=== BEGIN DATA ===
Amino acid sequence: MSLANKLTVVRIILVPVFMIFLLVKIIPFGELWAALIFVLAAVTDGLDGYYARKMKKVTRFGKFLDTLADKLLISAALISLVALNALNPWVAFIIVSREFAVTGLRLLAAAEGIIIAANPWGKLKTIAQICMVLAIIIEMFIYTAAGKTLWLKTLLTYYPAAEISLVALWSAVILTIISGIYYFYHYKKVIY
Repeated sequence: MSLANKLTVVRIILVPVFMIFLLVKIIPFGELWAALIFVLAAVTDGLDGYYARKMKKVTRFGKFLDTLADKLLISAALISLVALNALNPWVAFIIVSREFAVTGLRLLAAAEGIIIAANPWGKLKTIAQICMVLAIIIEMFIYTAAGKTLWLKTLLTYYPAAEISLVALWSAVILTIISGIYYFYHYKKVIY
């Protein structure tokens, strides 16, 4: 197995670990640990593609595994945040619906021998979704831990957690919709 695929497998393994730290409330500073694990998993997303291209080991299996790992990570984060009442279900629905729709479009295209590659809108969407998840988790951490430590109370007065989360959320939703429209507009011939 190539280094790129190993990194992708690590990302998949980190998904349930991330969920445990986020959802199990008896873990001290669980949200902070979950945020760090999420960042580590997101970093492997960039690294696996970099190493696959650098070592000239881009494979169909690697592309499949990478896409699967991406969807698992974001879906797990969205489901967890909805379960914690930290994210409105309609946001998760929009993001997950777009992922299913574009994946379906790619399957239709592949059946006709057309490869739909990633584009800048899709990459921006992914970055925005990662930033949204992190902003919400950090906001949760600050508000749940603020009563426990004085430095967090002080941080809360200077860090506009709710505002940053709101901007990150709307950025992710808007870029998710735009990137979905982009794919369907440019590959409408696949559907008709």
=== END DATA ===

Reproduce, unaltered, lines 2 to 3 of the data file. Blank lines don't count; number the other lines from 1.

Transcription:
Repeated sequence: MSLANKLTVVRIILVPVFMIFLLVKIIPFGELWAALIFVLAAVTDGLDGYYARKMKKVTRFGKFLDTLADKLLISAALISLVALNALNPWVAFIIVSREFAVTGLRLLAAAEGIIIAANPWGKLKTIAQICMVLAIIIEMFIYTAAGKTLWLKTLLTYYPAAEISLVALWSAVILTIISGIYYFYHYKKVIY
């Protein structure tokens, strides 16, 4: 197995670990640990593609595994945040619906021998979704831990957690919709 695929497998393994730290409330500073694990998993997303291209080991299996790992990570984060009442279900629905729709479009295209590659809108969407998840988790951490430590109370007065989360959320939703429209507009011939 190539280094790129190993990194992708690590990302998949980190998904349930991330969920445990986020959802199990008896873990001290669980949200902070979950945020760090999420960042580590997101970093492997960039690294696996970099190493696959650098070592000239881009494979169909690697592309499949990478896409699967991406969807698992974001879906797990969205489901967890909805379960914690930290994210409105309609946001998760929009993001997950777009992922299913574009994946379906790619399957239709592949059946006709057309490869739909990633584009800048899709990459921006992914970055925005990662930033949204992190902003919400950090906001949760600050508000749940603020009563426990004085430095967090002080941080809360200077860090506009709710505002940053709101901007990150709307950025992710808007870029998710735009990137979905982009794919369907440019590959409408696949559907008709």